After months of asking residents, business owners, customers and employees what they think about Edmonds — from housing prices to shopping opportunities to transportation options to schools — the consultant hired to develop a road map for Edmonds’ future presented his findings to a joint meeting of the Edmonds City Council and Planning Board Tuesday night.
Among the highlights of online surveys and in-person focus groups: Edmonds needs a wider variety of stores to keep people from shopping in nearby communities; it should encourage creation of more affordable housing to accommodate young people and families; and the city needs to develop a more user-friendly regulatory environment for businesses.
Consultant Tom Beckwith said he wanted to give council and planning board members a chance to review the data before it is shared with community members during a Strategic Plan open house set for Thursday, May 3. You download the full 110-page report from the city’s website (click on April 24, Retreat #4 Presentation Material) that summarizes the results of the online and mailed surveys, and in-person focus groups and brainstorming sessions, otherwise known as charrettes. The next step will be to go out in late May/early June with a statistically valid survey distributed at random to registered Edmonds voters, Beckwith noted.
The surveys were divided into five categories: adult and young adult residents, businesses, employees and customers. Here’s a summary of each:
Young adults (119 responses)
Because many of the survey respondents were from Edmonds-Woodway High School, the majority of those answering the questions (79 percent) ranged in age from 14-18. Based on their responses, young adults “do seem to have an affection for Edmonds,” Beckwith said, but the availability of jobs are an issue. Among the consultant’s recommendations: Create a youth jobs placement service and youth-oriented programs and places.
Adults (681 responses)
The majority of those surveyed were in professional/managerial jobs with college/graduate school educations. Citing a tendency for more women than men to complete these type of surveys, 68 percent of those responding were female, Beckwith noted, and 93 percent of all respondents were 45 and older.
The survey asked adults to rate a variety of areas, including city governance (lower ratings for “managing public finances” and higher ratings for “providing information to the public”) and employment opportunities (average to low ratings for number and quality of jobs available). Safety and security — including police, fire and hospital services — got medium to high ratings with ambulance/paramedic services rated the most favorably. Streets, sidewalks and roadway lighting did not fare as well, and in a different section of the survey, street maintenance — an ongoing issue due to the city budget — was also rated low. Educational opportunities, from preschools through adult continuing education, received average to high rankings.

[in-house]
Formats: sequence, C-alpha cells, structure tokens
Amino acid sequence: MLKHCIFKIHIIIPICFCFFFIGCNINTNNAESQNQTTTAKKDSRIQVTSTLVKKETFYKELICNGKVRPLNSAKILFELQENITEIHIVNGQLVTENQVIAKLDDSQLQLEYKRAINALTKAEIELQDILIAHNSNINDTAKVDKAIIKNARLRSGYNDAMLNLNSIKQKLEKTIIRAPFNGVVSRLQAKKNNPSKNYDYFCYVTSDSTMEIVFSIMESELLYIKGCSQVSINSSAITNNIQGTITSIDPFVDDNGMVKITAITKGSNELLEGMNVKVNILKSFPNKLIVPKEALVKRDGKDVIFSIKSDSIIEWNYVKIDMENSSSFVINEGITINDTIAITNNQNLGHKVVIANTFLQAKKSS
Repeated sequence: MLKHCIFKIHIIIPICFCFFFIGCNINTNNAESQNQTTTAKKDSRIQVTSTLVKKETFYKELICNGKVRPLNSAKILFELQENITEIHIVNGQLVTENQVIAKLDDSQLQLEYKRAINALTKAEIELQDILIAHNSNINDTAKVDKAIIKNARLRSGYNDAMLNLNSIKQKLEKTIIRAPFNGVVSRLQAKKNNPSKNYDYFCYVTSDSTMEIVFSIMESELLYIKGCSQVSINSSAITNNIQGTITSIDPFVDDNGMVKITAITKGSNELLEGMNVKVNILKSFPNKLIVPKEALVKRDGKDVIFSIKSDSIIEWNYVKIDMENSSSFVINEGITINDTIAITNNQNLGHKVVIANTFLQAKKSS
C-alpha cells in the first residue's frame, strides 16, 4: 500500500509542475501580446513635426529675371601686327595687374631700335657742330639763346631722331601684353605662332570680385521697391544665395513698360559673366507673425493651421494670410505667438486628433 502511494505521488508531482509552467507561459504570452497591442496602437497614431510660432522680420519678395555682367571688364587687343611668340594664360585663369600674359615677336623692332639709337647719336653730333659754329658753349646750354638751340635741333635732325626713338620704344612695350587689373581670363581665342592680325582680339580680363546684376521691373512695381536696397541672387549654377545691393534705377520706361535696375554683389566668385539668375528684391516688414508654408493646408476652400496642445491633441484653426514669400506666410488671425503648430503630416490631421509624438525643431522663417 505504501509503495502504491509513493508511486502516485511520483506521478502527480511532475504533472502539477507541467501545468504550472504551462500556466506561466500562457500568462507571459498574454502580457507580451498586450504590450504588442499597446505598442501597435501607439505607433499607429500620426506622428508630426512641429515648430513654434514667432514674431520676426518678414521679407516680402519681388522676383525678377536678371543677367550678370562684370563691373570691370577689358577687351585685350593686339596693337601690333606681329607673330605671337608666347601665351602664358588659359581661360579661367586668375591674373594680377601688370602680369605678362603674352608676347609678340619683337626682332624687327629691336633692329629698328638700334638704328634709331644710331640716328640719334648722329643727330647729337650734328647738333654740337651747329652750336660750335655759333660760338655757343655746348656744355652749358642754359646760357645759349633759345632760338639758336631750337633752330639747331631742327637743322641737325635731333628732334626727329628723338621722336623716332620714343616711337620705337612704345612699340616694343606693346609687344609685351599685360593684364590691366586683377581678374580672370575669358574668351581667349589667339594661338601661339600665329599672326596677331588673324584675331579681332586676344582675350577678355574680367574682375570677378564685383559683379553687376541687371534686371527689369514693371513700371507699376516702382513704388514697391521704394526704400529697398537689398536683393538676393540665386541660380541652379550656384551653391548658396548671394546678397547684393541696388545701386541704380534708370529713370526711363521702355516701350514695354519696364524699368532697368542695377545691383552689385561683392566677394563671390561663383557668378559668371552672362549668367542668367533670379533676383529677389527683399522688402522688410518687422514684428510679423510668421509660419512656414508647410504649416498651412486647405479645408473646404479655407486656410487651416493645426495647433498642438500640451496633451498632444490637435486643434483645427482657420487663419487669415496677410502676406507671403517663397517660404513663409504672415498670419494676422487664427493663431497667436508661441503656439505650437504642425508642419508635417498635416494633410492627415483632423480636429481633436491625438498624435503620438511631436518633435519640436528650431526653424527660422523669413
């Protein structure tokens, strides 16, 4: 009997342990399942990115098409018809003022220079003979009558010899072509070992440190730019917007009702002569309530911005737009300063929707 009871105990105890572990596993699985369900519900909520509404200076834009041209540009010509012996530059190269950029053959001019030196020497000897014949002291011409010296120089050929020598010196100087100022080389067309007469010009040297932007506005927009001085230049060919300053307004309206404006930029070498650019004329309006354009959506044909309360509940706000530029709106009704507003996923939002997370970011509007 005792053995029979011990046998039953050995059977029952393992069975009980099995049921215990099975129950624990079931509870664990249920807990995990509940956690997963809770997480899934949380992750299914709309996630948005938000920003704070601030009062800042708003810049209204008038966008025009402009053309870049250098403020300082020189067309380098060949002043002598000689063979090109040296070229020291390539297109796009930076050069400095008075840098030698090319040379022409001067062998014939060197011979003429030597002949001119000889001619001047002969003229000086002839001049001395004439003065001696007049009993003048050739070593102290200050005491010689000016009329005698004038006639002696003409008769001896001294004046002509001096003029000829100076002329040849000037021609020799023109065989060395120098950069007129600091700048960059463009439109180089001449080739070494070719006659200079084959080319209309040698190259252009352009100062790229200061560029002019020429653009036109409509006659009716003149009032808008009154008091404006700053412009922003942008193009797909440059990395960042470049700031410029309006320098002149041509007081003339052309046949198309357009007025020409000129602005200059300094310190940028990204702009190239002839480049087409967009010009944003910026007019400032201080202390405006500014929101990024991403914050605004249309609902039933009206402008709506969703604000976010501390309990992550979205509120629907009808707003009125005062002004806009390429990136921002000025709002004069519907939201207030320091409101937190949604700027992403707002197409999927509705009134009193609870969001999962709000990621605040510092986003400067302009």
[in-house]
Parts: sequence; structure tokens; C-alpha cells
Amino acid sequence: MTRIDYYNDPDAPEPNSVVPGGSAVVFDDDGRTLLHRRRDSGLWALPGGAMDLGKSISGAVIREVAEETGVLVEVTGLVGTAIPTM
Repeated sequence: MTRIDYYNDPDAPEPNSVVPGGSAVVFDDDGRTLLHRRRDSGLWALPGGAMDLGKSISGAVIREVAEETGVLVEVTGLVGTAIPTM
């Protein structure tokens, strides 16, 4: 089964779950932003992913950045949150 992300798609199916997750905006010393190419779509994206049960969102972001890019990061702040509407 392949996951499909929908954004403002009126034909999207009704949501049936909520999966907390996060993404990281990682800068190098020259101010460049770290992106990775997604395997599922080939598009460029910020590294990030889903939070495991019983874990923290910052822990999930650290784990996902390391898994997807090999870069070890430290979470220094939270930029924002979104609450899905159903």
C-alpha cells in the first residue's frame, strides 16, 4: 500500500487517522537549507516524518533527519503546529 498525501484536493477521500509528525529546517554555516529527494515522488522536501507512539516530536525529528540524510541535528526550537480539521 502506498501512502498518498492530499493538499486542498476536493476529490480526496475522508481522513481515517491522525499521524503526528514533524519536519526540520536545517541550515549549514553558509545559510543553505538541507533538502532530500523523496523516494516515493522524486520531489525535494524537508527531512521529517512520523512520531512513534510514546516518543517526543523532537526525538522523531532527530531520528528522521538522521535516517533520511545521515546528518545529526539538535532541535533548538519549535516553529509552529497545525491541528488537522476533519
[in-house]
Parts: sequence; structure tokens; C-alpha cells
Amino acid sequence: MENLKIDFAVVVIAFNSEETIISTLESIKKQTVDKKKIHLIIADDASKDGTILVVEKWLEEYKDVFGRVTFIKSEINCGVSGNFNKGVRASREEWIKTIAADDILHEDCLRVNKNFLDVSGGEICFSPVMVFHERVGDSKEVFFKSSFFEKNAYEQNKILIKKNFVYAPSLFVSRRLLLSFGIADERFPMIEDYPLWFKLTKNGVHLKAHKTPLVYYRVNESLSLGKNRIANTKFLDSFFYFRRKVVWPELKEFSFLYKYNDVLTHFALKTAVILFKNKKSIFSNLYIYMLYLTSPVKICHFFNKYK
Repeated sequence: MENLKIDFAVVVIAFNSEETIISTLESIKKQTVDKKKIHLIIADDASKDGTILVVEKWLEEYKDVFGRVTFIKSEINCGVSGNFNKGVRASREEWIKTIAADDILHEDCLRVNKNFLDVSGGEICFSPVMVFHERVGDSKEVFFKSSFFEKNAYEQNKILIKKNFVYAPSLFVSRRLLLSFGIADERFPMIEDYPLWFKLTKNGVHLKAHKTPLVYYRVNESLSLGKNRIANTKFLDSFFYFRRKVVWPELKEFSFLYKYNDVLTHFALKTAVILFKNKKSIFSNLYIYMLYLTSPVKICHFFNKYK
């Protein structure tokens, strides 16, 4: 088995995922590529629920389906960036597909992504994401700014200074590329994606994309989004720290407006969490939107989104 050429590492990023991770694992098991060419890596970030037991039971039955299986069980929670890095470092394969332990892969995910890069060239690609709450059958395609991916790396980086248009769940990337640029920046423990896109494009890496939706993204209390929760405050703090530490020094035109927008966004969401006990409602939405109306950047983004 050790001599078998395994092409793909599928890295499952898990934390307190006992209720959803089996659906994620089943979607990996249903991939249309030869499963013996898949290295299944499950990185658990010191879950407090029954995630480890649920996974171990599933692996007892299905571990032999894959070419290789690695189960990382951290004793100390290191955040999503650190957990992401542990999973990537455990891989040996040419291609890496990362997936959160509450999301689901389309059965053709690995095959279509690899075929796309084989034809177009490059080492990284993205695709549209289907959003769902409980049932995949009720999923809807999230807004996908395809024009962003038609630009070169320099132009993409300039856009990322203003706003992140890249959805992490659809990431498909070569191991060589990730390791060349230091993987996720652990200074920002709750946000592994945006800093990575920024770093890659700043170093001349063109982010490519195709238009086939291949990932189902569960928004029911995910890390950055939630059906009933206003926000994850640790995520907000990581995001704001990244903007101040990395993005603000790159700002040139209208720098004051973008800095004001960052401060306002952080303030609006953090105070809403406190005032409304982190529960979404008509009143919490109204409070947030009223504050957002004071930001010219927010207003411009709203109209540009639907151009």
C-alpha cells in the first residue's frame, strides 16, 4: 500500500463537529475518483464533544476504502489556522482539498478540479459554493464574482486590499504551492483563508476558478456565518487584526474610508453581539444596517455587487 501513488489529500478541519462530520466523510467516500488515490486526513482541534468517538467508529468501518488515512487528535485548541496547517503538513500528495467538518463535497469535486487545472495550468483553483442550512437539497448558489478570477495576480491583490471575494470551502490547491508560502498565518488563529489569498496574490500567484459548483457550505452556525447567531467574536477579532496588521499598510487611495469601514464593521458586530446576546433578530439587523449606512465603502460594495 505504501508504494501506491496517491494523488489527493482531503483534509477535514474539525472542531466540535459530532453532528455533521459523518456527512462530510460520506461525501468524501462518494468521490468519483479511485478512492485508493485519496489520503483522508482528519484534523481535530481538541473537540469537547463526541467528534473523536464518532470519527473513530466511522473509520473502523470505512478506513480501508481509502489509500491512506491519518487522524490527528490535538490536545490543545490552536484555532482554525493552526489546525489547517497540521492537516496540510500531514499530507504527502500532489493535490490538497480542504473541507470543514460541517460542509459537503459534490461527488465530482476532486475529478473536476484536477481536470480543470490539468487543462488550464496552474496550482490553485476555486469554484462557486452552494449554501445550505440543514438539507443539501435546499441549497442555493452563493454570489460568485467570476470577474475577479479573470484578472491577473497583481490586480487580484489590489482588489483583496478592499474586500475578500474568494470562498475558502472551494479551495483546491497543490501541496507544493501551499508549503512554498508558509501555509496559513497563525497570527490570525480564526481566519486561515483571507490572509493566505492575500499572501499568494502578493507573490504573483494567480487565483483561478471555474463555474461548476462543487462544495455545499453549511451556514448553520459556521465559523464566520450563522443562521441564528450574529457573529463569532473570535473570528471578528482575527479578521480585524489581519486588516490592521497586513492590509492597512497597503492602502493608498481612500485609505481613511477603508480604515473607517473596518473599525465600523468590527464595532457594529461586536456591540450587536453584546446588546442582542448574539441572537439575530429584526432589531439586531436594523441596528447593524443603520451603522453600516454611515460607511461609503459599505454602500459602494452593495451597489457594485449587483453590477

Transportation conditions — in particular the availability of bus routes, stops and schedules and on and off-street parking — were rated lower, and Beckwith noted that the issue of bus schedules and stops also came up in the business survey. In particular, PCC Natural Markets noted that the majority of their employees commute by bus because they can’t afford to live in Edmonds, “and bus schedules don’t match the PCC schedule.”
Parks and recreation activities — in particular beach and shoreline access — received high rankings, but one area noted as lacking was the availability of public restrooms.
Adult respondents also gave high rankings to Edmonds’ arts and cultural programs, including the Edmonds Arts Festival and performing arts events in general. The city’s special events, from festivals such as the Taste of Edmonds to the 4th of July, Halloween and Tree Lighting celebrations, also received high marks.
When it came to “design appearances” of the city’s neighborhoods, those responding rated the downtown area highest, with Highway 99 receiving the lowest marks.
Adult residents said the city should recruit more tourist and art services, restaurants, retail and high technology businesses. These opinions were also reflected in the customer surveys (484 responses), which indicated that people are shopping elsewhere for clothing and shoes, housewares and hardware store items. The latter of which reflects the closure of the Ace Hardware store last summer, Beckwith said, adding: “You need to bring a hardware store into town.”
Edmonds is also surprisingly weak in drawing customers for professional, legal and dental services, Beckwith said.
For their part, the 219 Edmonds businesses that participated in the survey expressed strong feelings about how the city treats its businesses. A significant number of those responding rated the city regulatory environment and procedures average to very low, and gave average to low ratings to businesses’ ability to get city approval of projects.
The issue of affordable housing came up often in both the survey questions and the focus groups, which is likely connected to the desire to attract younger people and families, Beckwith said, describing it as “the need for community to renew itself.”